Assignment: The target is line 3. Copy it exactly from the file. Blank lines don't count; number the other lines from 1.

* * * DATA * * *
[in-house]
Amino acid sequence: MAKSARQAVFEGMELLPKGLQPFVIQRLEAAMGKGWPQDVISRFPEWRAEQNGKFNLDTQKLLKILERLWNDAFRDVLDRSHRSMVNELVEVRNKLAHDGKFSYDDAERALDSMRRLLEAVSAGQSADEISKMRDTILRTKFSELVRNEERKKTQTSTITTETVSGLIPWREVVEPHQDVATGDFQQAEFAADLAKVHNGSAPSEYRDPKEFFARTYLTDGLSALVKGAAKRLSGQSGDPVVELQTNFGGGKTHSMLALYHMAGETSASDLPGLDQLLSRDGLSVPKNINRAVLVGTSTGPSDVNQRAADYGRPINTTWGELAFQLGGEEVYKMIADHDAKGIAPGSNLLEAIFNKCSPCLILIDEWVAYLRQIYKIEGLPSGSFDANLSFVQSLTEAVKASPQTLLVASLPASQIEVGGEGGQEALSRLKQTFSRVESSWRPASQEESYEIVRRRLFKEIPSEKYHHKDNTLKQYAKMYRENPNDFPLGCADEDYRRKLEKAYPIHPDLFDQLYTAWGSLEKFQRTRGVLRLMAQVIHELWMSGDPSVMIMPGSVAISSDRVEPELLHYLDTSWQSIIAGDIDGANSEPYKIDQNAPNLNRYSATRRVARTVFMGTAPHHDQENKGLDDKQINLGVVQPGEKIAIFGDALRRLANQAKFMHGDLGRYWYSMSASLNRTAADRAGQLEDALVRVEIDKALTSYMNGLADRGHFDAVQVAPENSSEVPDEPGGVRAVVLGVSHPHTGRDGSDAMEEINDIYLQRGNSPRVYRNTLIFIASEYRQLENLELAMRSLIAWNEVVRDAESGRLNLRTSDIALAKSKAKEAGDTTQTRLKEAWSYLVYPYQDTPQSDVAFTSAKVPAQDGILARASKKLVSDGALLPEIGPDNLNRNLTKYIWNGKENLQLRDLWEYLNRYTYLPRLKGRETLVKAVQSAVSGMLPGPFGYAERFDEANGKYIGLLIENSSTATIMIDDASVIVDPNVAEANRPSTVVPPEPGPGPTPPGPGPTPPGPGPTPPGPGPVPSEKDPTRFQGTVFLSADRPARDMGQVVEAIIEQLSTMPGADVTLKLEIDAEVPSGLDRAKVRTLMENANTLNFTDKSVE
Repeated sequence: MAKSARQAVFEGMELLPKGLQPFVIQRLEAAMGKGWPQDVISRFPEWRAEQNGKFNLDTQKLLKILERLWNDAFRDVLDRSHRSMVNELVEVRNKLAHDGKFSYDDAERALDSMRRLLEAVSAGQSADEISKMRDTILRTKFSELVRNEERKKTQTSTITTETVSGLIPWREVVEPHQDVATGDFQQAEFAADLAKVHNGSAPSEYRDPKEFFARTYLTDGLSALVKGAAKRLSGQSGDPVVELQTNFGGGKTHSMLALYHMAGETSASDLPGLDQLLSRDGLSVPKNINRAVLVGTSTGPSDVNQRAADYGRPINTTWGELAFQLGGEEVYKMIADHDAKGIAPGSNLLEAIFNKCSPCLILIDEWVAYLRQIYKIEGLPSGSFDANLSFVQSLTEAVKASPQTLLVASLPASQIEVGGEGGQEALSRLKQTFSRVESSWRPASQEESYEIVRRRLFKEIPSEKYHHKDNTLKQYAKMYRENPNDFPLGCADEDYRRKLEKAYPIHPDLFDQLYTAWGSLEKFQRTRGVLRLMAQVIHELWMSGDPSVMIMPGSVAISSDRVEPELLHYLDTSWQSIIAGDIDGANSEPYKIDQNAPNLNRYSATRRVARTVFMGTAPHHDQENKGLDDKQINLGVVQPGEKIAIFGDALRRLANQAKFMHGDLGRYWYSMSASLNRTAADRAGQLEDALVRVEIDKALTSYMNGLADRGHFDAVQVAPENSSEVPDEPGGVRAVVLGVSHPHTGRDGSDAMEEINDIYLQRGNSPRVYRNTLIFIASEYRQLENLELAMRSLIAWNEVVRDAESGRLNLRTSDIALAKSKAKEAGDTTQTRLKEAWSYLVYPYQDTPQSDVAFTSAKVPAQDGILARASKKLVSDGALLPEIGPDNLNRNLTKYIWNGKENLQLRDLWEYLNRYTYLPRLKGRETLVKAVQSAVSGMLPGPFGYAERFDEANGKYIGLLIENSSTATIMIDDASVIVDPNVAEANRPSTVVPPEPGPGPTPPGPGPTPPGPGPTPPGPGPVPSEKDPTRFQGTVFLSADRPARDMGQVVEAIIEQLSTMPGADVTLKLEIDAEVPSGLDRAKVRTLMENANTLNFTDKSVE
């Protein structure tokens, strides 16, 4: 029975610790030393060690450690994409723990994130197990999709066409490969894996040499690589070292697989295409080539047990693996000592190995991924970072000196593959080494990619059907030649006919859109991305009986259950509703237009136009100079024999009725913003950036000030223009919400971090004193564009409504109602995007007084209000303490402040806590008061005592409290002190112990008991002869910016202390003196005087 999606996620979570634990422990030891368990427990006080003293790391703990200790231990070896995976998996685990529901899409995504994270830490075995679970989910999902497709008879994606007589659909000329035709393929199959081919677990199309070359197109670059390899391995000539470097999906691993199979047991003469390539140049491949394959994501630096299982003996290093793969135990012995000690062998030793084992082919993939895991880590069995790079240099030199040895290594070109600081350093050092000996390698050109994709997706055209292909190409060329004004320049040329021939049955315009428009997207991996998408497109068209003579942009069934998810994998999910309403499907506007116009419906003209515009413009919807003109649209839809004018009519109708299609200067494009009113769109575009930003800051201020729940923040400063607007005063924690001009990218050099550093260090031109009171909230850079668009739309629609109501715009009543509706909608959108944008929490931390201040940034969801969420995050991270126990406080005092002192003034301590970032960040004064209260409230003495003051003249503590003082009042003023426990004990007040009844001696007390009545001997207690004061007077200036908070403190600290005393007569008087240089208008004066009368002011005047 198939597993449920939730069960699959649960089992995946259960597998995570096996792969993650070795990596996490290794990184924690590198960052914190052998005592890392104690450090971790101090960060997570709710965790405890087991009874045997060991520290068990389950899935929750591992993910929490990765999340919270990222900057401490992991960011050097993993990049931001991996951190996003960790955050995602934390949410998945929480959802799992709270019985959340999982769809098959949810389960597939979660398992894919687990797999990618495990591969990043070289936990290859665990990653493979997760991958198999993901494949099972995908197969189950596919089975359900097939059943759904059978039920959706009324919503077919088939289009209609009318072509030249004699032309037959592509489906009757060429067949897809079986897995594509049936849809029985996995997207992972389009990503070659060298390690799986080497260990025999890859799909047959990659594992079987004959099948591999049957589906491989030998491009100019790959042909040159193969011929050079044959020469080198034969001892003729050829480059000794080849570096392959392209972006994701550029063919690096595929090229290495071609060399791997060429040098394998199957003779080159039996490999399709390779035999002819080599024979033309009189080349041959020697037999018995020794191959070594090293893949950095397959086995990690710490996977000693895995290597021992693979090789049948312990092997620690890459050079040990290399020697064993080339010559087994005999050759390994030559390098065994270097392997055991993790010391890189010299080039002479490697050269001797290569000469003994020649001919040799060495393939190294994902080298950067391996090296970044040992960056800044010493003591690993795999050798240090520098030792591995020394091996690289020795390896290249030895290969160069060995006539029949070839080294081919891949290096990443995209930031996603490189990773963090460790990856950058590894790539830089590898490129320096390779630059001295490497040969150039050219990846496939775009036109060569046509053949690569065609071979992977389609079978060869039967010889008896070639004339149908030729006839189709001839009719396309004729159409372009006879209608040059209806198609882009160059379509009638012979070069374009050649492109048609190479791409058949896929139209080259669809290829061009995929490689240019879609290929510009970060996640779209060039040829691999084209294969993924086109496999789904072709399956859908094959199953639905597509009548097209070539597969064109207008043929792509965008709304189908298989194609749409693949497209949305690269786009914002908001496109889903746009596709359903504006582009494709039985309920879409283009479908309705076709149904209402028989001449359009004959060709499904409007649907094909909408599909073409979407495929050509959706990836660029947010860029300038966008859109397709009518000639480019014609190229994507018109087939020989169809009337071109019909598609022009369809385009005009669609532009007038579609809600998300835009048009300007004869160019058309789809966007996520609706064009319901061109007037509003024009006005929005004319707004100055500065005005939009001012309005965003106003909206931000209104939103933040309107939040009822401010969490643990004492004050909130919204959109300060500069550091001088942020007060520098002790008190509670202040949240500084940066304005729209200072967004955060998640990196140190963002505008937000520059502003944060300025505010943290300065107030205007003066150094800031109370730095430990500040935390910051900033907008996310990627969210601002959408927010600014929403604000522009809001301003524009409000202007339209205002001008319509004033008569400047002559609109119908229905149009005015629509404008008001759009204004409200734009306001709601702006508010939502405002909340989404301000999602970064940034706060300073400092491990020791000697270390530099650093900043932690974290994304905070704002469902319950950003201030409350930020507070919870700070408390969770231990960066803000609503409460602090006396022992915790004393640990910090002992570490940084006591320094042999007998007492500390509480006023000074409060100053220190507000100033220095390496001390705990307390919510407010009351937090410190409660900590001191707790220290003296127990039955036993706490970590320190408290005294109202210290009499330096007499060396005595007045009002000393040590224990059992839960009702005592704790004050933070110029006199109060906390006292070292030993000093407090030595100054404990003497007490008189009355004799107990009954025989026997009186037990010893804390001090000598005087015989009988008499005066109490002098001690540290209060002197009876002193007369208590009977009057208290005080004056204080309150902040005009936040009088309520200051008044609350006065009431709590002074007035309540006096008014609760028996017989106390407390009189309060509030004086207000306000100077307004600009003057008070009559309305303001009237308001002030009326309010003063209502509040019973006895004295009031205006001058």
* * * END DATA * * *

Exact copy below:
Repeated sequence: MAKSARQAVFEGMELLPKGLQPFVIQRLEAAMGKGWPQDVISRFPEWRAEQNGKFNLDTQKLLKILERLWNDAFRDVLDRSHRSMVNELVEVRNKLAHDGKFSYDDAERALDSMRRLLEAVSAGQSADEISKMRDTILRTKFSELVRNEERKKTQTSTITTETVSGLIPWREVVEPHQDVATGDFQQAEFAADLAKVHNGSAPSEYRDPKEFFARTYLTDGLSALVKGAAKRLSGQSGDPVVELQTNFGGGKTHSMLALYHMAGETSASDLPGLDQLLSRDGLSVPKNINRAVLVGTSTGPSDVNQRAADYGRPINTTWGELAFQLGGEEVYKMIADHDAKGIAPGSNLLEAIFNKCSPCLILIDEWVAYLRQIYKIEGLPSGSFDANLSFVQSLTEAVKASPQTLLVASLPASQIEVGGEGGQEALSRLKQTFSRVESSWRPASQEESYEIVRRRLFKEIPSEKYHHKDNTLKQYAKMYRENPNDFPLGCADEDYRRKLEKAYPIHPDLFDQLYTAWGSLEKFQRTRGVLRLMAQVIHELWMSGDPSVMIMPGSVAISSDRVEPELLHYLDTSWQSIIAGDIDGANSEPYKIDQNAPNLNRYSATRRVARTVFMGTAPHHDQENKGLDDKQINLGVVQPGEKIAIFGDALRRLANQAKFMHGDLGRYWYSMSASLNRTAADRAGQLEDALVRVEIDKALTSYMNGLADRGHFDAVQVAPENSSEVPDEPGGVRAVVLGVSHPHTGRDGSDAMEEINDIYLQRGNSPRVYRNTLIFIASEYRQLENLELAMRSLIAWNEVVRDAESGRLNLRTSDIALAKSKAKEAGDTTQTRLKEAWSYLVYPYQDTPQSDVAFTSAKVPAQDGILARASKKLVSDGALLPEIGPDNLNRNLTKYIWNGKENLQLRDLWEYLNRYTYLPRLKGRETLVKAVQSAVSGMLPGPFGYAERFDEANGKYIGLLIENSSTATIMIDDASVIVDPNVAEANRPSTVVPPEPGPGPTPPGPGPTPPGPGPTPPGPGPVPSEKDPTRFQGTVFLSADRPARDMGQVVEAIIEQLSTMPGADVTLKLEIDAEVPSGLDRAKVRTLMENANTLNFTDKSVE